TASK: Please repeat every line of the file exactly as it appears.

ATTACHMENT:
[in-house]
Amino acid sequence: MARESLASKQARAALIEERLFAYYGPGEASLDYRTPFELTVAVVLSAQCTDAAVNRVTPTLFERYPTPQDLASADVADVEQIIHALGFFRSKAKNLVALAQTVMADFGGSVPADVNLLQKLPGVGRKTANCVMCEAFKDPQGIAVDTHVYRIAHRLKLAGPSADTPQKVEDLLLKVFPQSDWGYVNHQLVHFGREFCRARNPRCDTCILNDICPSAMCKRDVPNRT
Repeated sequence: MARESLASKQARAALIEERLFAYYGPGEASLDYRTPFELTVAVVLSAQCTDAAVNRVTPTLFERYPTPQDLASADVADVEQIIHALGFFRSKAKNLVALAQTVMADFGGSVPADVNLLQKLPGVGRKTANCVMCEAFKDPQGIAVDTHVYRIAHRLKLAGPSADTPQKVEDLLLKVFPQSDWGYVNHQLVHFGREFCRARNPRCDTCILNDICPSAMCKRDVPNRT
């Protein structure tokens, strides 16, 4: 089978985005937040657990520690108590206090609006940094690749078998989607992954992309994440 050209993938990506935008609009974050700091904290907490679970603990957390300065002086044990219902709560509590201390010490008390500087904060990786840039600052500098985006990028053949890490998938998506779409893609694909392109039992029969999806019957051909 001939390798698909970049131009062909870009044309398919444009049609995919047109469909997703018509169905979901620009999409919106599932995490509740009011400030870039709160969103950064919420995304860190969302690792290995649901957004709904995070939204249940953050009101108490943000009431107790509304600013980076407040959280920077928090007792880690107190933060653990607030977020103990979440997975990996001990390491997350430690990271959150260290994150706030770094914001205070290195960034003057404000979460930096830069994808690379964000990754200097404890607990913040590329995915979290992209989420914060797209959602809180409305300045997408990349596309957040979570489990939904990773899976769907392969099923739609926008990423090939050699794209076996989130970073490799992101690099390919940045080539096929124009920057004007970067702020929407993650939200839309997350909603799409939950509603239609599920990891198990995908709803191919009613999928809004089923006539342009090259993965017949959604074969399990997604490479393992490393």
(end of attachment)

[in-house]
Amino acid sequence: MARESLASKQARAALIEERLFAYYGPGEASLDYRTPFELTVAVVLSAQCTDAAVNRVTPTLFERYPTPQDLASADVADVEQIIHALGFFRSKAKNLVALAQTVMADFGGSVPADVNLLQKLPGVGRKTANCVMCEAFKDPQGIAVDTHVYRIAHRLKLAGPSADTPQKVEDLLLKVFPQSDWGYVNHQLVHFGREFCRARNPRCDTCILNDICPSAMCKRDVPNRT
Repeated sequence: MARESLASKQARAALIEERLFAYYGPGEASLDYRTPFELTVAVVLSAQCTDAAVNRVTPTLFERYPTPQDLASADVADVEQIIHALGFFRSKAKNLVALAQTVMADFGGSVPADVNLLQKLPGVGRKTANCVMCEAFKDPQGIAVDTHVYRIAHRLKLAGPSADTPQKVEDLLLKVFPQSDWGYVNHQLVHFGREFCRARNPRCDTCILNDICPSAMCKRDVPNRT
């Protein structure tokens, strides 16, 4: 089978985005937040657990520690108590206090609006940094690749078998989607992954992309994440 050209993938990506935008609009974050700091904290907490679970603990957390300065002086044990219902709560509590201390010490008390500087904060990786840039600052500098985006990028053949890490998938998506779409893609694909392109039992029969999806019957051909 001939390798698909970049131009062909870009044309398919444009049609995919047109469909997703018509169905979901620009999409919106599932995490509740009011400030870039709160969103950064919420995304860190969302690792290995649901957004709904995070939204249940953050009101108490943000009431107790509304600013980076407040959280920077928090007792880690107190933060653990607030977020103990979440997975990996001990390491997350430690990271959150260290994150706030770094914001205070290195960034003057404000979460930096830069994808690379964000990754200097404890607990913040590329995915979290992209989420914060797209959602809180409305300045997408990349596309957040979570489990939904990773899976769907392969099923739609926008990423090939050699794209076996989130970073490799992101690099390919940045080539096929124009920057004007970067702020929407993650939200839309997350909603799409939950509603239609599920990891198990995908709803191919009613999928809004089923006539342009090259993965017949959604074969399990997604490479393992490393």